El estudio pone de manifiesto el pésimo estado de la prestación de servicios a las personas que consumen drogas y reclama importantes inversiones en los sistemas sanitarios y de apoyo. Más información, en inglés, está disponible abajo.
The publication of the second phase of Dame Carol Black’s Independent Review of Drugs will, hopefully, mark a sea-change in approaches to treatment in this country. The report pulls no punches in describing the extent to which funding has been slashed in recent years, and it makes a call for an additional £550 million to be allocated to treatment over the next five years - bringing spending back to 2012 levels. Though even if the UK Government does agree to this additional funding - and we sincerely hope they do - it is worth comparing with the Scottish Government’s commitment to an additional £250 million over the same time period, for a much smaller population.
The report also calls for an overhaul of quality oversight, commissioning models and workforce development. All of which are urgently needed. The drug (and alcohol) treatment sector has been shamefully neglected in recent years, contributing to the appalling increases in drug-related deaths that we have witnessed over the same period. Carol Black is clearly committed to addressing the problems in the sector, and to improving the lives and prospects of those who need support for drug-related problems.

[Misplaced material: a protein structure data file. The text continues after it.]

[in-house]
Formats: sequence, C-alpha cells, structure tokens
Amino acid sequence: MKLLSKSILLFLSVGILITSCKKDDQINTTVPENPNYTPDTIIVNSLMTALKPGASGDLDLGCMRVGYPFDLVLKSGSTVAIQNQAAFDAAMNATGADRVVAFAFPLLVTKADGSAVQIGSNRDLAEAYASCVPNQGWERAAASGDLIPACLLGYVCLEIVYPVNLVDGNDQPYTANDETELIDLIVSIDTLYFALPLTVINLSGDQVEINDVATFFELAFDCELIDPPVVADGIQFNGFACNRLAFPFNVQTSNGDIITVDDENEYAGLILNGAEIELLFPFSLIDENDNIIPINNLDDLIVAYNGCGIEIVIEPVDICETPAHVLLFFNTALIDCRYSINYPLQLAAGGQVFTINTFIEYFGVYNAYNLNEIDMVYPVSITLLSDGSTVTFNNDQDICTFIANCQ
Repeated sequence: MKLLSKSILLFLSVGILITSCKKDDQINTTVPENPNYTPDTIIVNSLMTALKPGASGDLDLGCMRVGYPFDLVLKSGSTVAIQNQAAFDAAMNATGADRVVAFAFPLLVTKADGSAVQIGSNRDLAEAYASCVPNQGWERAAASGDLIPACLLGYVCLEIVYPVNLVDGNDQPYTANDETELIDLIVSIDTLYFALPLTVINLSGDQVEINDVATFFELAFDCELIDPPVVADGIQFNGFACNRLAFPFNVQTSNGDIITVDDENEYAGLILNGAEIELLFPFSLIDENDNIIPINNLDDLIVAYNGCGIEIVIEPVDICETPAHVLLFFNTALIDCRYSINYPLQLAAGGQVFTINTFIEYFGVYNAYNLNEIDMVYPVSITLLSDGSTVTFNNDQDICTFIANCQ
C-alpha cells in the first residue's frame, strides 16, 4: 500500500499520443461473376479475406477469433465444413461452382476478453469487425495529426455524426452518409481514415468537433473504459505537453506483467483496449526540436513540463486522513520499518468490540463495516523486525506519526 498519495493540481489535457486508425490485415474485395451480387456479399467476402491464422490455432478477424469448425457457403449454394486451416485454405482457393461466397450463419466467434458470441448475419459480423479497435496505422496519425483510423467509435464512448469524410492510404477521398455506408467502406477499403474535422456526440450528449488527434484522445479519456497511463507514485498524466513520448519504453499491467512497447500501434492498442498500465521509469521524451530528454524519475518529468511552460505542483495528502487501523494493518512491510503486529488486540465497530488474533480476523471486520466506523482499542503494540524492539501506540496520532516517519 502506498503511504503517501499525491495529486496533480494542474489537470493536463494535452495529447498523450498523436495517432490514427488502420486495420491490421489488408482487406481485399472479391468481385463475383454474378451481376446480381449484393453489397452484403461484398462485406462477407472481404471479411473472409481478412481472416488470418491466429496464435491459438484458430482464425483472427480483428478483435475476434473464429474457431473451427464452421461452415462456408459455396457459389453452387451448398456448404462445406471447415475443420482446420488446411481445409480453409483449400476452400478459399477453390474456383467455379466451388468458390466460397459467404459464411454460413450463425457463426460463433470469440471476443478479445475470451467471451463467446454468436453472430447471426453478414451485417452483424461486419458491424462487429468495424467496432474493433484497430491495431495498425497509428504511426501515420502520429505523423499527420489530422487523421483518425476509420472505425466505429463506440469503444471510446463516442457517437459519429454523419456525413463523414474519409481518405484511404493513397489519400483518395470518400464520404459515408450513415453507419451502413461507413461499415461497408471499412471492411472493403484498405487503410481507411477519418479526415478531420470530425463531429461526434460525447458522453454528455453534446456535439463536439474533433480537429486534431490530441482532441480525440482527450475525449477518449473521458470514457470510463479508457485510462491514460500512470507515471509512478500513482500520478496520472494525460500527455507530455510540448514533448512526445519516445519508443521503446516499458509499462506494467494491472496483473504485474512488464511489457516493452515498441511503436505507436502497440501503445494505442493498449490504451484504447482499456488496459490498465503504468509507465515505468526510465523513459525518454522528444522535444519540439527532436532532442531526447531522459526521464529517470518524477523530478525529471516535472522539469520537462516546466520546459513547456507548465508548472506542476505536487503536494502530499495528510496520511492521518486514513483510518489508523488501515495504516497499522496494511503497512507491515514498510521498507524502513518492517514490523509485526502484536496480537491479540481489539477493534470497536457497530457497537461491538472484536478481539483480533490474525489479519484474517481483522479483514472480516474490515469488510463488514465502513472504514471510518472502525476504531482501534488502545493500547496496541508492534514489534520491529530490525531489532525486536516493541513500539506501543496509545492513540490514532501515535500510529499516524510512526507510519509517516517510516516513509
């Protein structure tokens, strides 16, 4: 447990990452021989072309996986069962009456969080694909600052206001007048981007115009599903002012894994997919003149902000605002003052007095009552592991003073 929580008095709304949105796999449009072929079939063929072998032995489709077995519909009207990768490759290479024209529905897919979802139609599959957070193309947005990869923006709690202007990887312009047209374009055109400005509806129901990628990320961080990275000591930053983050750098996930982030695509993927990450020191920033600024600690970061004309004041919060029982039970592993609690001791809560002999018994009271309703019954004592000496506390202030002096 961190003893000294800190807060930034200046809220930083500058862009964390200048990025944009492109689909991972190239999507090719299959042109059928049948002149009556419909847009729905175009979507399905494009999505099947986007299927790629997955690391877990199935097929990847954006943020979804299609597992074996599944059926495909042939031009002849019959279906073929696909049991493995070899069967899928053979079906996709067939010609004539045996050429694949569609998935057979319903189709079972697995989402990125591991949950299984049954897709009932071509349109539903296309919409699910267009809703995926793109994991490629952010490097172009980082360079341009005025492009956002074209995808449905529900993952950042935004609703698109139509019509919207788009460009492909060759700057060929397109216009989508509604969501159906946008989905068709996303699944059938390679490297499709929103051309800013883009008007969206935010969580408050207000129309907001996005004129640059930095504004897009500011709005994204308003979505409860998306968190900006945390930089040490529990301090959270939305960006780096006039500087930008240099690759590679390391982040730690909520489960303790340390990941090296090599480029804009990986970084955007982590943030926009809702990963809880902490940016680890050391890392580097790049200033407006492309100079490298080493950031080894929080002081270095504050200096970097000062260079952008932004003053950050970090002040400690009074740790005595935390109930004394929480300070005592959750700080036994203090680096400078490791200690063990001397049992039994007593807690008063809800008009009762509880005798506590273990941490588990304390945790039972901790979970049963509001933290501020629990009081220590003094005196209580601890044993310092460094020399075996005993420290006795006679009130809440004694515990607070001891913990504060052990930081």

However, the report is disappointing in other respects. Unlike the Phase 1 review, which laid out in forensic detail the scale and impact of drug markets, this review is light on the evidence it brings to bear. It notes that key, evidence-based approaches such as Housing First are vital to holistic treatment approaches, but while calling for expansion of this model the body of the report, Housing First doesn’t make it into the actual recommendations.